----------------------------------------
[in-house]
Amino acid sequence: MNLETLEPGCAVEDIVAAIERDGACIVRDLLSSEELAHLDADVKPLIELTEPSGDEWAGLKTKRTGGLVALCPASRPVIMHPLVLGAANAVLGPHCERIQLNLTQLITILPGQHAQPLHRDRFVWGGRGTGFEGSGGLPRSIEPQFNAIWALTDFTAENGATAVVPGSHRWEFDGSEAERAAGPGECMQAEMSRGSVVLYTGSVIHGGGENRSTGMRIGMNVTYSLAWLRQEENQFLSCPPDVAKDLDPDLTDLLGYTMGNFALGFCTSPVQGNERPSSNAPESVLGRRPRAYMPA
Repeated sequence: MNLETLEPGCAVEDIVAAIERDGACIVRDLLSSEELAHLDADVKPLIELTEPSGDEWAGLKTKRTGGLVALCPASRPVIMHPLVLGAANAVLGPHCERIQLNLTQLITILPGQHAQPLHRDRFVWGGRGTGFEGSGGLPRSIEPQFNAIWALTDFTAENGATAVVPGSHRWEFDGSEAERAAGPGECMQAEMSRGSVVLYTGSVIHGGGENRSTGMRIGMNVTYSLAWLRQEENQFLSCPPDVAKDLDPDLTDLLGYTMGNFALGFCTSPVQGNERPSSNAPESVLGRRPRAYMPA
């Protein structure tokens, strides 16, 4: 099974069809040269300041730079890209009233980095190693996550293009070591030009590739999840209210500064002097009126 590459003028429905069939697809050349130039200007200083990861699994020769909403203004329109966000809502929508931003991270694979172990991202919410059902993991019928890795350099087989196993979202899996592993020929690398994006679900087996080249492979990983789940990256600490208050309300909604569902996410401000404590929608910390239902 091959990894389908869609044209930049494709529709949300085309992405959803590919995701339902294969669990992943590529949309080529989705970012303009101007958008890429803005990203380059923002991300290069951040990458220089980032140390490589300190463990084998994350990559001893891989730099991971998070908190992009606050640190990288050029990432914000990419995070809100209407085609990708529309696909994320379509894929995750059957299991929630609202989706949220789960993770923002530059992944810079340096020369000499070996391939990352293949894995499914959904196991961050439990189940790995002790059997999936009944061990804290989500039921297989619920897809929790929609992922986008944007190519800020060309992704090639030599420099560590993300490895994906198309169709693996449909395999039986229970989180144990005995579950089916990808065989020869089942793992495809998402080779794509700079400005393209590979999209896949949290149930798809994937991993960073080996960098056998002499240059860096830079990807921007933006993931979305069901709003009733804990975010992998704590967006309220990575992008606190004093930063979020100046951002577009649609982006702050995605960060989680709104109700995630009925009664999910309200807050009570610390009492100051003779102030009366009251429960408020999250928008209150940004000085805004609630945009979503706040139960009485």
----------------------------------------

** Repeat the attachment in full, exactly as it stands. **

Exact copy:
[in-house]
Amino acid sequence: MNLETLEPGCAVEDIVAAIERDGACIVRDLLSSEELAHLDADVKPLIELTEPSGDEWAGLKTKRTGGLVALCPASRPVIMHPLVLGAANAVLGPHCERIQLNLTQLITILPGQHAQPLHRDRFVWGGRGTGFEGSGGLPRSIEPQFNAIWALTDFTAENGATAVVPGSHRWEFDGSEAERAAGPGECMQAEMSRGSVVLYTGSVIHGGGENRSTGMRIGMNVTYSLAWLRQEENQFLSCPPDVAKDLDPDLTDLLGYTMGNFALGFCTSPVQGNERPSSNAPESVLGRRPRAYMPA
Repeated sequence: MNLETLEPGCAVEDIVAAIERDGACIVRDLLSSEELAHLDADVKPLIELTEPSGDEWAGLKTKRTGGLVALCPASRPVIMHPLVLGAANAVLGPHCERIQLNLTQLITILPGQHAQPLHRDRFVWGGRGTGFEGSGGLPRSIEPQFNAIWALTDFTAENGATAVVPGSHRWEFDGSEAERAAGPGECMQAEMSRGSVVLYTGSVIHGGGENRSTGMRIGMNVTYSLAWLRQEENQFLSCPPDVAKDLDPDLTDLLGYTMGNFALGFCTSPVQGNERPSSNAPESVLGRRPRAYMPA
């Protein structure tokens, strides 16, 4: 099974069809040269300041730079890209009233980095190693996550293009070591030009590739999840209210500064002097009126 590459003028429905069939697809050349130039200007200083990861699994020769909403203004329109966000809502929508931003991270694979172990991202919410059902993991019928890795350099087989196993979202899996592993020929690398994006679900087996080249492979990983789940990256600490208050309300909604569902996410401000404590929608910390239902 091959990894389908869609044209930049494709529709949300085309992405959803590919995701339902294969669990992943590529949309080529989705970012303009101007958008890429803005990203380059923002991300290069951040990458220089980032140390490589300190463990084998994350990559001893891989730099991971998070908190992009606050640190990288050029990432914000990419995070809100209407085609990708529309696909994320379509894929995750059957299991929630609202989706949220789960993770923002530059992944810079340096020369000499070996391939990352293949894995499914959904196991961050439990189940790995002790059997999936009944061990804290989500039921297989619920897809929790929609992922986008944007190519800020060309992704090639030599420099560590993300490895994906198309169709693996449909395999039986229970989180144990005995579950089916990808065989020869089942793992495809998402080779794509700079400005393209590979999209896949949290149930798809994937991993960073080996960098056998002499240059860096830079990807921007933006993931979305069901709003009733804990975010992998704590967006309220990575992008606190004093930063979020100046951002577009649609982006702050995605960060989680709104109700995630009925009664999910309200807050009570610390009492100051003779102030009366009251429960408020999250928008209150940004000085805004609630945009979503706040139960009485």